Yet California is burning. Could it be because Flagstaff is less affected by climate change? It's not as hot and not as dry because it stands at 7,000 feet.

Could it be the combination of fuel and climate that are accelerating the fires?

One thing that coronavirus has taught us is that it’s useless for us to wait for a universal epiphany to shout down in rapture that climate change is real, dangerous and increasingly catastrophic.

COVID-19 has killed upwards of 200,000 Americans and the deniers still treat it like background noise. The people who dismiss that a woman has a right to decide for herself what to do with her body, are losing their minds over the prospect that to save lives they should be forced to put a mask on their face. Women must have babies in their uteruses. But no matter who gets killed, masks are an attack on liberty.

Maybe someday, if clouds of methane bubble up from the seabeds and light the sky on fire when lightning hits, the climate change deniers'll agree to its existence. its pointless at this point to assume they would respond with anything other than "get used to it."

Coronavirus has kind of changed my mind on this and it should be an eye-opener. A year ago, I never would have believed that the right would argue for inaction in the face of a pandemic. That 200,000 lives were an acceptable loss for a high stock market.

Prescriptive government action itself is their enemy. So we live and die with the results of their enforced apathy.

Belt and heel

The best advice comes from a Trump supporter interviewed on the  Samantha Bee show during the 2016 Republican convention: “Donald Trump is going to be daddy. And whether you like it or not, you are going to have to listen to daddy. If you don’t, you’ll get the belt.” Pretty much sums up Trump’s presidency.

I find your terms acceptable.

Mayor Regina Romero is mommy. You are going to have to listen to mom. If you don’t behave you’ll get her pump, if not la chancla. God knows we can’t wait for Trump to shift his ass. Who knows when or if Washington will get the huevos to do the job.

God Bless federalism, and government powers spread among national, state and local ruling bodies. We don’t have to wait.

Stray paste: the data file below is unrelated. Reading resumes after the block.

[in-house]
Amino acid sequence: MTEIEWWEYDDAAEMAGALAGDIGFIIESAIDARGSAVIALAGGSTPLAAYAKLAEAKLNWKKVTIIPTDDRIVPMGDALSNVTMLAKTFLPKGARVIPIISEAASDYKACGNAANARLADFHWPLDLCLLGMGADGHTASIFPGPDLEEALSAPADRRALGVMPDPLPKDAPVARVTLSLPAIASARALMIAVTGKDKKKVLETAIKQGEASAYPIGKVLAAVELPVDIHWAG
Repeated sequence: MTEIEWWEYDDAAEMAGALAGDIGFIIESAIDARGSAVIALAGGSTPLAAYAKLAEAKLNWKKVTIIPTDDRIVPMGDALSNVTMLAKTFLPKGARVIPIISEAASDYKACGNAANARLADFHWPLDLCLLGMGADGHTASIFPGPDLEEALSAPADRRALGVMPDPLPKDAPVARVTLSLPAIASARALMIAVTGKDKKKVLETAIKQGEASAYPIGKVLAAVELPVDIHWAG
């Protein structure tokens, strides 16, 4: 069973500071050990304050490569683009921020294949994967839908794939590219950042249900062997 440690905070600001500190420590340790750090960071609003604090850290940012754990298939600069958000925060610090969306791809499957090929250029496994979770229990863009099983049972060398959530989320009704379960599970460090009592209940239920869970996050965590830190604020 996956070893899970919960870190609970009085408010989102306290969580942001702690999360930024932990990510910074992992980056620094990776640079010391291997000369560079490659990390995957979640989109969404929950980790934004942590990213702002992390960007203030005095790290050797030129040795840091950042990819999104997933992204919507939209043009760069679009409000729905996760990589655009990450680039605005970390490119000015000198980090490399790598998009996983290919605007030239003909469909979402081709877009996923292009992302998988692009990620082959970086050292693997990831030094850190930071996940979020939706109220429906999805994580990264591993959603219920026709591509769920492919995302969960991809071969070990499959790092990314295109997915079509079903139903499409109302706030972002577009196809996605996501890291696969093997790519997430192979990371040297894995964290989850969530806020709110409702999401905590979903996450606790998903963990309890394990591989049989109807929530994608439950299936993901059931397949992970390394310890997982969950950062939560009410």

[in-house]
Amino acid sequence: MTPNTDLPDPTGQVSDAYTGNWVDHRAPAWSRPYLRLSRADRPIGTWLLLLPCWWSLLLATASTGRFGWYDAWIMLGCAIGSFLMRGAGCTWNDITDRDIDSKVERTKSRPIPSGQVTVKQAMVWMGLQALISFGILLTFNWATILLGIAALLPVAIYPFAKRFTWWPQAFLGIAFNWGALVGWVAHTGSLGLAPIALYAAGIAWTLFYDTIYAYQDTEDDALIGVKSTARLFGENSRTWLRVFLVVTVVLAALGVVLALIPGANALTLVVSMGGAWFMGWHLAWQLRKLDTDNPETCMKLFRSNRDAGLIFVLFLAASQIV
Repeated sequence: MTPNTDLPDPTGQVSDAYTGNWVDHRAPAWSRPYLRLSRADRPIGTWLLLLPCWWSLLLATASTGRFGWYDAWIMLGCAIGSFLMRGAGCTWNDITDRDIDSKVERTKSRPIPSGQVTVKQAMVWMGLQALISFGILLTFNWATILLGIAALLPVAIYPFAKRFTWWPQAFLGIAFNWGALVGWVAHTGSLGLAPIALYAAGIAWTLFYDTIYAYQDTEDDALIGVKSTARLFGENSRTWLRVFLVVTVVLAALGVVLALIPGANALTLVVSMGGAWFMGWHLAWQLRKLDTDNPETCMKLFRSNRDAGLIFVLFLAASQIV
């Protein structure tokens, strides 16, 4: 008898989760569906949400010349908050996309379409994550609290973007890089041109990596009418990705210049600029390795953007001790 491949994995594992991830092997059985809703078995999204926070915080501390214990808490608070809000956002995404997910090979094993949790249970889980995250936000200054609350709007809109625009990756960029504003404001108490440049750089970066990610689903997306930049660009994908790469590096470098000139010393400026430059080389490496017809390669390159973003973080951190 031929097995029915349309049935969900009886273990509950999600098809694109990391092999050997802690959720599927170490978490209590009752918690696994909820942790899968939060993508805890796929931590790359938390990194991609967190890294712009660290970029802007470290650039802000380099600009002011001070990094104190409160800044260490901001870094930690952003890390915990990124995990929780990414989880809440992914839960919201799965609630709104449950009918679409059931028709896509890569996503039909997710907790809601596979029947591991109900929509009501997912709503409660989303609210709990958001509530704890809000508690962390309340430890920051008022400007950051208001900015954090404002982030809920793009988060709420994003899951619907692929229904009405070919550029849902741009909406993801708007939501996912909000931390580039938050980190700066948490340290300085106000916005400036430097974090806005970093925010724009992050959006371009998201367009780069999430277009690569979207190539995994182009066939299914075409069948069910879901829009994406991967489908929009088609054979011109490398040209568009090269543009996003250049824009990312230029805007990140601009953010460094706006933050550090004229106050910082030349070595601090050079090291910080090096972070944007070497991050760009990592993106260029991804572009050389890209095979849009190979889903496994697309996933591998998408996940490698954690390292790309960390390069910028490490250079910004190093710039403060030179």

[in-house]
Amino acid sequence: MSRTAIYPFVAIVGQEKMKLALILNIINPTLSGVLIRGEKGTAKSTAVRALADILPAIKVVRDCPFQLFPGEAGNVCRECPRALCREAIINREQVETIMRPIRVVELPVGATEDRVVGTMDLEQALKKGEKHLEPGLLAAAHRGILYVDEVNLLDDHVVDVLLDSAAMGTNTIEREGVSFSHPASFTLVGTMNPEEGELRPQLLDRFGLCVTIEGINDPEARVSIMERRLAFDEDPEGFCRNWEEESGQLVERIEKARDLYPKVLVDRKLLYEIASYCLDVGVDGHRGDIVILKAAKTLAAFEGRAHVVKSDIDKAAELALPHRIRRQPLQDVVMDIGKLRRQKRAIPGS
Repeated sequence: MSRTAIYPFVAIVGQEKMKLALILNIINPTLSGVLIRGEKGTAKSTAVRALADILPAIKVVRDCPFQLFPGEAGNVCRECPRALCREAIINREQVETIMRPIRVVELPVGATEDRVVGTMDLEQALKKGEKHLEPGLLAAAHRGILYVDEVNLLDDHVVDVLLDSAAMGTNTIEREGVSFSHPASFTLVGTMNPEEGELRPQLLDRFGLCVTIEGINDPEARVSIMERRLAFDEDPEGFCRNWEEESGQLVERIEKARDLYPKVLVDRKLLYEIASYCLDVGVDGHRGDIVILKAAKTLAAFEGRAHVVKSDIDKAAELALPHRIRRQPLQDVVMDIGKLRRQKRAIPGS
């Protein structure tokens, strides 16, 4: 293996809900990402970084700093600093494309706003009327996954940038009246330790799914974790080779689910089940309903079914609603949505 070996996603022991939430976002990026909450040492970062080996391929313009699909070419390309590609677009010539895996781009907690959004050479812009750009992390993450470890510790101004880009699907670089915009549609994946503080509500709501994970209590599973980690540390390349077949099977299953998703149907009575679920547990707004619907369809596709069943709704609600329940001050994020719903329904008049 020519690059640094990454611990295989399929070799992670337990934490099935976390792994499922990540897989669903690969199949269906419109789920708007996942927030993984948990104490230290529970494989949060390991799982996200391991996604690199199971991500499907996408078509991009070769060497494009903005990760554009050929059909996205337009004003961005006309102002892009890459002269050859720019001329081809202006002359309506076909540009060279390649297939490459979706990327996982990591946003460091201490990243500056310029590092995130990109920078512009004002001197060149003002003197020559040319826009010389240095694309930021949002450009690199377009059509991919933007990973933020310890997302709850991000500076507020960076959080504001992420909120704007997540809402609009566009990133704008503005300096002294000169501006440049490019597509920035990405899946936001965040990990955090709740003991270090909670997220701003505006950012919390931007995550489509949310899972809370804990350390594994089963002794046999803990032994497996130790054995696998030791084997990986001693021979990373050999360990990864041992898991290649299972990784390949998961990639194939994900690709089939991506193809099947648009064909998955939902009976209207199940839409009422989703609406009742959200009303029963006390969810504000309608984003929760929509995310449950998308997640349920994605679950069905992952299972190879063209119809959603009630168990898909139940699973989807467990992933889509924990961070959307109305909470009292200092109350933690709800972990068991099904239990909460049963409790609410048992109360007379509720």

Ask your Romero what she’s going to do about it tomorrow and the next day. Paul Cunningham can be found right here. Let’s not forget about Paul Durham, Richard Fimbres, Steve Kozachik, Nikki Lee and Lane Santa Cruz.

Pima County supervisors have less power because they don’t have a charter government. They are a subdivision of the state. Here they are anyway.

The degree to which state law needs to be changed, get them to change it.

Your state legislators from Pima County are mostly Democrats and don’t have a ton of sway yet. Flip two state House seats and three Senate seats and they run the joint. There’s no reason Republicans should be in denial but they are. Here are their contacts (look for Districts 2, 3, 4, 9 and 11 for general purposes in Southern Arizona).

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Actions to take

I already wrote about things that could be done locally but if you need a refresher, we can move to create energy efficiency programs, require low-carbon construction, retrofit of existing buildings. Make it illegal to park with your car engine running. Expand the TUGO bike-share program. We can still have single-family homes, but do we need five acres of parking for every food store on every corner?

Here’s another idea. Replace cotton with industrial hemp in Arizona. Hemp can make clothes. BMW is currently replacing its plastics with industrial hemp. Does Arizona not want to be a part of the plastics industry? Are we suddenly allergic to making money?

According a study by the government of Australia, industrial hemp is the best absorber of carbon among any other agricultural crop.

Yes, the dirty, stinky hippies were right about something but let me take the wind out of their bong hit for a second. So too are the people behind nuclear power.

Meltdowns are bad. Fukashima was a disaster. But it wasn’t global and won’t last for tens of thousands of years.

Climate and malice

The problem of course can be illustrated by two numbers, nine and 11. Remember 9/11? It was a production. It was a willful show of terrorism smashing into buildings at 500 miles per hour.